FCA finds shortcomings in principal firms' control and oversight of their ARs
The Financial Conduct Authority's (FCA's) thematic review of principal firms and their appointed representatives (ARs) has identified significant shortcomings in their control and oversight. In this initial blog, we summarise the FCA's findings, and provide recommendations to assist principals with the supervision of their ARs.
Outcome of thematic review:
Of a sample of 15 principal firms, the FCA found that:
- Almost half of the principals could not demonstrate an understanding of the risks arising from their ARs' activities and the risks these present to customers;
- Over half could not demonstrate that they had effective risk management, oversight and control frameworks to monitor their ARs' activities; and
- In a third of principals, the FCA found examples of potential mis-selling and customer detriment as a result of their ARs' activities.
As a result of these findings, the FCA has taken early intervention action with five of the sample principals to protect the interests of customers, including imposing requirements to stop these firms taking on new ARs, asking two firms to cease or limit the sales activities of existing ARs and commissioning two section 166 skilled person reviews.
The FCA's report reiterates a principal's regulatory obligations and sets out the FCA's expectations before a principal takes on an AR and throughout the course of an AR's appointment. These expectations include carrying out appropriate due diligence on the financial position of the AR and the principal's own resources prior to the appointment, and having robust systems and controls in place to oversee all elements of the AR's activities (including their sales practices and post-sale services). Acting as a principal is a considerable burden in terms of time and costs as the principal is responsible for the AR's activities and for compliance with the FCA Handbook (SUP 12.3.1 and 12.3.2G).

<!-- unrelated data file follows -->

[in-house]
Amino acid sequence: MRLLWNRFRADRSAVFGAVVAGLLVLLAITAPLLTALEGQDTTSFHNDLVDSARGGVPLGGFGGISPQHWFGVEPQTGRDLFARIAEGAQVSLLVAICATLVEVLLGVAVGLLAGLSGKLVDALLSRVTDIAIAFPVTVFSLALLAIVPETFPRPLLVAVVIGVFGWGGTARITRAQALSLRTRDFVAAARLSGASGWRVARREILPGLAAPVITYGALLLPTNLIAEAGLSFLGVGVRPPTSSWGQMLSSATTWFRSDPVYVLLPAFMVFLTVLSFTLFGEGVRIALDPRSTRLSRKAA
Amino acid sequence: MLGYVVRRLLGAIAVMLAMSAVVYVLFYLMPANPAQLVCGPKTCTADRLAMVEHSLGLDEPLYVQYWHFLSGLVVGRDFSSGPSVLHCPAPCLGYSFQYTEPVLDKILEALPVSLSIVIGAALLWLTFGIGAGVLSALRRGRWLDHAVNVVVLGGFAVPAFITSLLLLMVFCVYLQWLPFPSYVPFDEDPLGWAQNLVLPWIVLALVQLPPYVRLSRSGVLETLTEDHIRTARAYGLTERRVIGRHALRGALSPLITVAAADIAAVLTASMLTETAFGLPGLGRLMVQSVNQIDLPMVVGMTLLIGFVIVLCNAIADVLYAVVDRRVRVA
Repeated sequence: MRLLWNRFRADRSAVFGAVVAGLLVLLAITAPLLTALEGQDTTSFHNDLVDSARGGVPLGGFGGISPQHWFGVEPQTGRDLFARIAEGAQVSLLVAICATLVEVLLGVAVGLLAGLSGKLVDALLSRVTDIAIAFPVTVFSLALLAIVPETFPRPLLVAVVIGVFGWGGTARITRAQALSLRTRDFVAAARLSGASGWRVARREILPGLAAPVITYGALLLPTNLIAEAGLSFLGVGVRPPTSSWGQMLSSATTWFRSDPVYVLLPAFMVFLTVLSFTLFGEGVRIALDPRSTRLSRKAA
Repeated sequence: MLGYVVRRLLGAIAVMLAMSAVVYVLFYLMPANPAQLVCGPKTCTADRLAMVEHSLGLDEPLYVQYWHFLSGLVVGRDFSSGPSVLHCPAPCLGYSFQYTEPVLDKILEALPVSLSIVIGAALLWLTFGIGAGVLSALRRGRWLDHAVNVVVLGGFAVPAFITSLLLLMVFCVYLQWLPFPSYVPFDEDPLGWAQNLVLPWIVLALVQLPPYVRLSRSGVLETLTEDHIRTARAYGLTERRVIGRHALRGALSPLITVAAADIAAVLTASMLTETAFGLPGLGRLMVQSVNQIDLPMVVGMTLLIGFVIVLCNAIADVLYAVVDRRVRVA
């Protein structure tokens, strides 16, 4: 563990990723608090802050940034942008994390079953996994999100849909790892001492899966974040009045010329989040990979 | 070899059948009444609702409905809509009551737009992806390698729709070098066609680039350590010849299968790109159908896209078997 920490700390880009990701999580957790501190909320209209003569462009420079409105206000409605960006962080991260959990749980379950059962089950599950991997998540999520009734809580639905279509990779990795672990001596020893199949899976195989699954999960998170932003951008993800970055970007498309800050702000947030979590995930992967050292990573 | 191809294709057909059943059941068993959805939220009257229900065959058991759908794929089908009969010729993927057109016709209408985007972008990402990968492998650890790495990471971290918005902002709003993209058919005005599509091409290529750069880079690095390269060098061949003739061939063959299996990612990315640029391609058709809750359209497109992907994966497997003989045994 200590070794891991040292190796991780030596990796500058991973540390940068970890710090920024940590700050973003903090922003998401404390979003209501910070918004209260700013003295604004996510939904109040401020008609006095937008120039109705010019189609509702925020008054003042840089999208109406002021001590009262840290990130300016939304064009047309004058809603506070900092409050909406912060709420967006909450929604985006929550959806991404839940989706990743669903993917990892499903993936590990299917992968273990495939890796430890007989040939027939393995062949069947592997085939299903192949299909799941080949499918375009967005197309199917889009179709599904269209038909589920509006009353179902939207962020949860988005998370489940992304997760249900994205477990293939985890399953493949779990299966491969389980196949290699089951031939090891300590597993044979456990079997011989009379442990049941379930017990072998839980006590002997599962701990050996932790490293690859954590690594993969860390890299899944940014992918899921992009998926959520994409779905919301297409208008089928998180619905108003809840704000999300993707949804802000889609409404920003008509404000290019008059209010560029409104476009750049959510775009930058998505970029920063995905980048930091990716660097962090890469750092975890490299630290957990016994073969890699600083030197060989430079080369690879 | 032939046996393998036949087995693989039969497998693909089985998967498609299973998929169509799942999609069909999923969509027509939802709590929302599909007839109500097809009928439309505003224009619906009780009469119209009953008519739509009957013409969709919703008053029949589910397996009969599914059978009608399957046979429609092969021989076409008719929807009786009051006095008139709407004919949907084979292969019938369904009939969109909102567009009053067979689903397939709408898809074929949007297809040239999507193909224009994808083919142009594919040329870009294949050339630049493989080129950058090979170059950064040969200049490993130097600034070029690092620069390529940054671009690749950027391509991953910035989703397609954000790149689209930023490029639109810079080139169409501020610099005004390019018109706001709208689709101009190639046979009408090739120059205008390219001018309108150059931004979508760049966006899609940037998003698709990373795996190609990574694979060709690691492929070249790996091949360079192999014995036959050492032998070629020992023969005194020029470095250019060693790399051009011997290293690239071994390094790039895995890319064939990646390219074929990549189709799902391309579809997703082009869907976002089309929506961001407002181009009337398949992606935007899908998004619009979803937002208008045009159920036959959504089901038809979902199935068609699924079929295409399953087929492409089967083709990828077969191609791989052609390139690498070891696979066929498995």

By way of background, SUP 12.2.2 G requires that an AR and principal must enter into a written contract to govern the appointment, and SUP 12.5 sets out the required contract terms. The FCA's review highlights the need for such contractual arrangements to accurately capture the nature and extent of the relationship between the principal and the AR. This includes provisions which clearly set out the full range of regulated activities that the AR is permitted to carry out, and those prohibited, or there may be a risk that an AR is carrying out unauthorised regulated activities. Additionally, the provisions should assist the principal in its supervision of the AR's activities. Principals should consider including audit provisions in their contractual arrangements with ARs entitling the principal to inspect and audit an AR's activities upon reasonable notice.
The FCA report follows on from the Prudential Regulation Authority's approach to insurance supervision paper released in March 2016, illustrating a continual trend by the regulators to ensure that insurers are engaging with their supervisory functions.
The FCA anticipates that this will remain an area of supervisory focus, and will be sending out a 'Dear CEO letter' to the chief executive officers of principal firms with ARs setting out its expectations.
Although the review was focused on the general insurance sector, the findings may also be applicable to principals and ARs operating in other sectors of the UK financial services industry.